Coronary Artery Disease
- The most common disease that leads to heart failure.
- Stepwise evaluation includes history, physical exam, stress test (ECG), stress/pharmacological radionuclide or echocardiographic test, coronary angiographic study.
- Treatment strategies are:
- Interventional revascularization.
- Surgical revascularization.
- In regards to any of the above treatments, patients should also receive ASA, beta blocker, and ACE inhibitor.
- Risk modification is essential.
Hypertensive Heart Disease
- One of the most common conditions that leads to heart failure, both systolic and diastolic dysfunction.
- JNC VII blood pressure goal:
- <140/90 in patient without risk factors
- <130/80 in patient with heart failure, renal failure and diabetes
- Monitor home or out of hospital/clinic BP record.
- Prescribe medications that helps decrease LVH.
- Non-pharmacologic treatment is also important, such as low salt intake, exercise, weight reduction.
- Patient with dilated cardiomyopathy should be evaluated for the etiologies which require specific treatment.
- Idiopathic - Usually by exclusion, thought to be viral related.
- Alcoholic - Diagnosed by history. Alcohol abstinence is essential.
- Myocarditis - Diagnosis confirmed by endocardial-myocardial biopsy. In the early phase, steroid and immunosuppresive therapy have been tried.
- Others: Drugs-toxin induced, peripartum, blunt chest trauma, hemochromatosis, etc.
- With or without dynamic outflow tract obstruction.
- Usually cause left ventricular diastolic dysfunction.
- Echocardiogram is essential for diagnosis.
- Management includes control of BP, negative inotropic drugs, avoid dehydration in outflow tract obstruction case. If the patient has a clinical picture of heart failure, be careful when using diuretic or vasodilators.
- Dual chamber pacing with short AV interval may improve symptomatic outflow tract obstruction in some patients.
- In severe outflow tract obstruction, treatment may include interventional alcoholic induces septal infarction, surgical septal myectomy.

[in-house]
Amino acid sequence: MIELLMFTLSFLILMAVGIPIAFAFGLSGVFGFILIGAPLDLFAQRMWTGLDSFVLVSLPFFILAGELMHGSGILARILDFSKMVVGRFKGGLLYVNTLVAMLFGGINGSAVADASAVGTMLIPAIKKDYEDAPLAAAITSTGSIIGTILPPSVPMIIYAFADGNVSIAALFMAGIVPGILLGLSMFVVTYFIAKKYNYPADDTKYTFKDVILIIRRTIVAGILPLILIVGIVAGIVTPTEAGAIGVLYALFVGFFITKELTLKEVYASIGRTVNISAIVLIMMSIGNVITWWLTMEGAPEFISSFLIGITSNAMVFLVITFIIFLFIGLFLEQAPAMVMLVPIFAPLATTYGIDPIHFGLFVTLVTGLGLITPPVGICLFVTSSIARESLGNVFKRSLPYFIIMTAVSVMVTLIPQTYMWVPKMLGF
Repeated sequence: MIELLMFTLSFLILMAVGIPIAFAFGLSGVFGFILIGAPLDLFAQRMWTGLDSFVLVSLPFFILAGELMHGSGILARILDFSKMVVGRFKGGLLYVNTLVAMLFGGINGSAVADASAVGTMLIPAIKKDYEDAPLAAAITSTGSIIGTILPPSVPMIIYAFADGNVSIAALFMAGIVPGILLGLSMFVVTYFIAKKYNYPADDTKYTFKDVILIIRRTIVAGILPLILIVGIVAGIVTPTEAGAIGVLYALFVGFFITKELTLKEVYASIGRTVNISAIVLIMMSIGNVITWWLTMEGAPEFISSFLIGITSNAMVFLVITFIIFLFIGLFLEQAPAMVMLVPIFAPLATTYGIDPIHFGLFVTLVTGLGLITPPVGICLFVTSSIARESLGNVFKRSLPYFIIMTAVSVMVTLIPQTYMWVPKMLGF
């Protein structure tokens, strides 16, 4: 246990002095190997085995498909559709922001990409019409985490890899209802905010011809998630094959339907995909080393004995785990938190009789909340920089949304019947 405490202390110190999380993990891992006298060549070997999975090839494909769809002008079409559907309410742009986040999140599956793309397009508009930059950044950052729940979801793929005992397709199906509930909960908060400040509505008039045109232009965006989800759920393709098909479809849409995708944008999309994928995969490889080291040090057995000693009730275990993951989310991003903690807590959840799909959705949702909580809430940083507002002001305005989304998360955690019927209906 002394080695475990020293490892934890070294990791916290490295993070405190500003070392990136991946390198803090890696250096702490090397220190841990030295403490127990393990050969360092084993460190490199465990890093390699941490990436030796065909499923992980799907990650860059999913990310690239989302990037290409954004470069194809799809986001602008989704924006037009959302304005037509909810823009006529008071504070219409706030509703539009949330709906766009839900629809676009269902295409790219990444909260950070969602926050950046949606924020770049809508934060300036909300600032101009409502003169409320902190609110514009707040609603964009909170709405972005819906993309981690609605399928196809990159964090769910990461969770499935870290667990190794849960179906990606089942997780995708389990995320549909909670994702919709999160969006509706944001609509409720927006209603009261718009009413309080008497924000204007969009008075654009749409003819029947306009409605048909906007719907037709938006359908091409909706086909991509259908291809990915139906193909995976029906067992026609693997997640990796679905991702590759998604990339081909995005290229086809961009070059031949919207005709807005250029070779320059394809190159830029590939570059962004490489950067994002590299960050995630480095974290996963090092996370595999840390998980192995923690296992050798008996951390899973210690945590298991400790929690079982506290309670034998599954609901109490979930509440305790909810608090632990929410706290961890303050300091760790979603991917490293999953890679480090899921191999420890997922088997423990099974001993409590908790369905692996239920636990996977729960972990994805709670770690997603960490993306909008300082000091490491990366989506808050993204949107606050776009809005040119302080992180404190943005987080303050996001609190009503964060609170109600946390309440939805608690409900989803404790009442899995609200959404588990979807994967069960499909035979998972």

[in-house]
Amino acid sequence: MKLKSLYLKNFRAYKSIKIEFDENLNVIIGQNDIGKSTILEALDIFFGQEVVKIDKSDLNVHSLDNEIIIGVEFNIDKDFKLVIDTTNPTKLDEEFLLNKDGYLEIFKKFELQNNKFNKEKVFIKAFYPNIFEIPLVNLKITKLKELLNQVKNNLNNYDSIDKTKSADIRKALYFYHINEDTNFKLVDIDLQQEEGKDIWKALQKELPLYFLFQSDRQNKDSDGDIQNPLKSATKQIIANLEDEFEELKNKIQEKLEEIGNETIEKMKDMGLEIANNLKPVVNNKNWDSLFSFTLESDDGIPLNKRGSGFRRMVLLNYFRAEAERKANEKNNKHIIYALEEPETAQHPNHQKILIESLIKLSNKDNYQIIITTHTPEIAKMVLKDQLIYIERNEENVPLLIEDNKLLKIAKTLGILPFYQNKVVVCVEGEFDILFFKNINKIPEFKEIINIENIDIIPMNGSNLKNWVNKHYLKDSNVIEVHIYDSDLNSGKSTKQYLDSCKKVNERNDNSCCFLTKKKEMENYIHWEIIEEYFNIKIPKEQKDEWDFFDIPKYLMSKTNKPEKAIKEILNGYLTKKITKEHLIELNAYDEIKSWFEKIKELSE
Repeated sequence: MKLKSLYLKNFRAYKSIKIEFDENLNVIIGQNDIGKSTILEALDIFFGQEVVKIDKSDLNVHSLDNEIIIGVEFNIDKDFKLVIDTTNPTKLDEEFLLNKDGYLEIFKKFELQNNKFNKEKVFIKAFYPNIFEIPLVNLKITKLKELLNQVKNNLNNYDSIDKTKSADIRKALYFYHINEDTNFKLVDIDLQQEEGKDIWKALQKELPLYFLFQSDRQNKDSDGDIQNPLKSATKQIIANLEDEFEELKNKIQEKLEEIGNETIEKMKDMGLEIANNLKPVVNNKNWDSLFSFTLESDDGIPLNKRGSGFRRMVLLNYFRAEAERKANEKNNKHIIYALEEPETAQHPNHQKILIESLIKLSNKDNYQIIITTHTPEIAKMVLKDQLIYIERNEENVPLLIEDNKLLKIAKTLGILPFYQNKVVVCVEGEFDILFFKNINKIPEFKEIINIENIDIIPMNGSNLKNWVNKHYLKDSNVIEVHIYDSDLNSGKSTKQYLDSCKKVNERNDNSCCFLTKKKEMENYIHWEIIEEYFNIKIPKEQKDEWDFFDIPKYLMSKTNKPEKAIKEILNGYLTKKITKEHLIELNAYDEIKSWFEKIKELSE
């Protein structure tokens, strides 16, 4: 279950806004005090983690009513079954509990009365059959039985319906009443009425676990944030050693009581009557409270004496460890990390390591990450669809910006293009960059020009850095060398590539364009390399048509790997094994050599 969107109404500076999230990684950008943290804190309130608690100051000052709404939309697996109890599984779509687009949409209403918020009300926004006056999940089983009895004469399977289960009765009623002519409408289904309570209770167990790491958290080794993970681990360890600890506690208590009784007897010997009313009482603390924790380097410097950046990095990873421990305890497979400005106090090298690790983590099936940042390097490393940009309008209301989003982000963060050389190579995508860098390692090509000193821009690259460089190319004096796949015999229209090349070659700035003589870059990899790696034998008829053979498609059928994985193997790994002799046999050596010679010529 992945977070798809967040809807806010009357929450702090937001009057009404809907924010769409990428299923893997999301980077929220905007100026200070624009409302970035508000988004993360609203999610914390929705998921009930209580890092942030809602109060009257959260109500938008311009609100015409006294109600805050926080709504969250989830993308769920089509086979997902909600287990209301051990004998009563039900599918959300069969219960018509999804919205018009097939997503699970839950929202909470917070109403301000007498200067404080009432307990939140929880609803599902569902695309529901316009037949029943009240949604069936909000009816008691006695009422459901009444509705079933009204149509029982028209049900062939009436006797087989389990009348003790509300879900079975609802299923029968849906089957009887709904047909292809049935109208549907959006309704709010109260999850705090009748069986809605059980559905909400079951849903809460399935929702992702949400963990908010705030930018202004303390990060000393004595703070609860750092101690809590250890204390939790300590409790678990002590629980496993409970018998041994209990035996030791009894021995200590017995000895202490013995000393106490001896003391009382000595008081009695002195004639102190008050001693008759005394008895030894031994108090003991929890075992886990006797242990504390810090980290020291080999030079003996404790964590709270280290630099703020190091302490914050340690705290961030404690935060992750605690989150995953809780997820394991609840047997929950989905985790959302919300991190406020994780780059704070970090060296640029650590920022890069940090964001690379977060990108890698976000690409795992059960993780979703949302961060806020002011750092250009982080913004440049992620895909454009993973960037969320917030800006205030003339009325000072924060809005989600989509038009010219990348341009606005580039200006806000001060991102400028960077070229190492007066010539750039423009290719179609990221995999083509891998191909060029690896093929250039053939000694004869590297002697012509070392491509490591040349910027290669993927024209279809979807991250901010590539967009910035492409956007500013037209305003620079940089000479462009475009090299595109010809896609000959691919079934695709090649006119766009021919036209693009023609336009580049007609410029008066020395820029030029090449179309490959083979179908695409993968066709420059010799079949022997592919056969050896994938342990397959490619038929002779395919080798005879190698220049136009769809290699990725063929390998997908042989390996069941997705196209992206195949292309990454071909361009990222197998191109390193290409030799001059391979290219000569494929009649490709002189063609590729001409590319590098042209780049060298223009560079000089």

- Patient with sudden death or cardiac arrest history in the family requires further evaluation (include family members) for possible ICD implantation.
Valvular Heart Disease
- Needs echocardiogram and/or cardiac catheterization to confirm the severity.
- Systolic dysfunction caused by aortic stenosis usually improves after valvular surgery.
- Systolic dysfunction caused by aortic regurgitation and particularly mitral regurgitation may deteriorate after valvular surgery.
- Significant mitral regurgitation secondary to dilated cardiomyopathy needs maximum afterload reduction therapy.
- Diagnosed by history, physical examination, ECG, cardiac monitoring (Holter monitoring vs arrhythmia monitor depends on frequency of the event), electrophysiologic study.
- Sustained tachycardia can cause left ventricular systolic dysfunction which should improve or resolve when the tachycardia has been controlled or eliminated.
- Asymptomatic PAC, PVC or nonsustained tachycardia should not receive pharmacological therapy.
- Symptomatic PAC, PVC should be treated with education and reassurance first.
- Most antiarrhythmic medicines have deleterious effects in heart failure patients with systolic dysfunction except for amiodarone, beta blockers (some) and dofetilide.
- Pacemaker therapy is indicated in appropriate, symptomatic or drug (that is necessary for heart failure treatment program) induced bradycardia.